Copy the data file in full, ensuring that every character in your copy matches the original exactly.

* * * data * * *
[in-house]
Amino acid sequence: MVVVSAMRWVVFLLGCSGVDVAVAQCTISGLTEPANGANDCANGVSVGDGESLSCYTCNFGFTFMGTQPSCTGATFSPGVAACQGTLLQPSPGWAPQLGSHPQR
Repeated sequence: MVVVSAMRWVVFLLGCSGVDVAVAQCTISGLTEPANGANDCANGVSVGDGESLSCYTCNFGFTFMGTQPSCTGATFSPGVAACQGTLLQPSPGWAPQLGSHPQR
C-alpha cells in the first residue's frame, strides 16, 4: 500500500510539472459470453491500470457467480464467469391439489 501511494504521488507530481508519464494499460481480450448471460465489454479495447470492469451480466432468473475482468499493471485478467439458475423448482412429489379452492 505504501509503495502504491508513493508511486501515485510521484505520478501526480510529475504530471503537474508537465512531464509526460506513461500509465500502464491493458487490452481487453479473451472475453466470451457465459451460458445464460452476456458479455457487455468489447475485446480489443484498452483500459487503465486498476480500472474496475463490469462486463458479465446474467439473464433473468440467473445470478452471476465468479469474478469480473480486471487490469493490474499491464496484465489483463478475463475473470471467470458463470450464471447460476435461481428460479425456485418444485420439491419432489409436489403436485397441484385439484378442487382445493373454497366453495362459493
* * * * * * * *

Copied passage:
[in-house]
Amino acid sequence: MVVVSAMRWVVFLLGCSGVDVAVAQCTISGLTEPANGANDCANGVSVGDGESLSCYTCNFGFTFMGTQPSCTGATFSPGVAACQGTLLQPSPGWAPQLGSHPQR
Repeated sequence: MVVVSAMRWVVFLLGCSGVDVAVAQCTISGLTEPANGANDCANGVSVGDGESLSCYTCNFGFTFMGTQPSCTGATFSPGVAACQGTLLQPSPGWAPQLGSHPQR
C-alpha cells in the first residue's frame, strides 16, 4: 500500500510539472459470453491500470457467480464467469391439489 501511494504521488507530481508519464494499460481480450448471460465489454479495447470492469451480466432468473475482468499493471485478467439458475423448482412429489379452492 505504501509503495502504491508513493508511486501515485510521484505520478501526480510529475504530471503537474508537465512531464509526460506513461500509465500502464491493458487490452481487453479473451472475453466470451457465459451460458445464460452476456458479455457487455468489447475485446480489443484498452483500459487503465486498476480500472474496475463490469462486463458479465446474467439473464433473468440467473445470478452471476465468479469474478469480473480486471487490469493490474499491464496484465489483463478475463475473470471467470458463470450464471447460476435461481428460479425456485418444485420439491419432489409436489403436485397441484385439484378442487382445493373454497366453495362459493